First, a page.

SARAJEVO, Bosnia-Herzegovina -- Bosnian Croats backed out of an agreement yesterday to turn Sarajevo over to a Croat-Muslim government, reflecting the mistrust that threatens the fragile Bosnian peace accord.
The Croat-Muslim federation was formed under U.S. pressure in March 1994 after the two ethnic groups engaged in a nearly yearlong war. But lingering enmity has kept it weak and hobbled its effectiveness as a counterweight to the Bosnian Serb republic that makes up the other half of Bosnia.
The Croat-Muslim agreement to jointly govern Sarajevo and its suburbs was signed a month ago by Kresimir Zubak, the federation's Croatian president, and Ejup Ganic, its Muslim vice president.
The Bosnian Croats gave no explanation for backing out, but federation sources said the Croats feared that they would be outvoted by the Muslims in such a framework.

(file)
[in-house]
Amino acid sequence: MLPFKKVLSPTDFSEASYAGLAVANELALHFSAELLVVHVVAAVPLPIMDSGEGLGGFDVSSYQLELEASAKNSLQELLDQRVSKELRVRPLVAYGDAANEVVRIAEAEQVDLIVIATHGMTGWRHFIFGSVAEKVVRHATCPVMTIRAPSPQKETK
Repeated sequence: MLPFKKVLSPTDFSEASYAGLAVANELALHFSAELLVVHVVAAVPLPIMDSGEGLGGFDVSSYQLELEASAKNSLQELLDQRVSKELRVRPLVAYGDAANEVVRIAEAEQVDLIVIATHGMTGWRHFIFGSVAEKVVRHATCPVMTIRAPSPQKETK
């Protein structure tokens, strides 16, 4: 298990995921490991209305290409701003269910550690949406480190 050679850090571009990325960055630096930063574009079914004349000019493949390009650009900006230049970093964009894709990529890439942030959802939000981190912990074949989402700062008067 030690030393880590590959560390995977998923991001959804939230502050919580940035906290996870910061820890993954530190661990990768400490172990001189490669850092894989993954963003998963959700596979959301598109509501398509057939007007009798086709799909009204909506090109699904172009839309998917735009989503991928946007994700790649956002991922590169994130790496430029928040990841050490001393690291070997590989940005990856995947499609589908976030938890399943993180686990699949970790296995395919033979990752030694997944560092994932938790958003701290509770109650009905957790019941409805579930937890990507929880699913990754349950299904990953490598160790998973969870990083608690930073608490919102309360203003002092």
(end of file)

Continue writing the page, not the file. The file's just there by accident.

Muslim-Croat cooperation in Sarajevo is considered essential to the broader peace plan for Bosnia, because Muslims and Croats are supposed to work closely in governing half the country.
The United Nations criminal tribunal for former Yugoslavia charged him General Djukic on Friday with assisting in the shelling of the Bosnian capital during the siege from May 1992 to December 1995 in which more than 10,000 people are believed to have died.
Pub Date: 3/05/96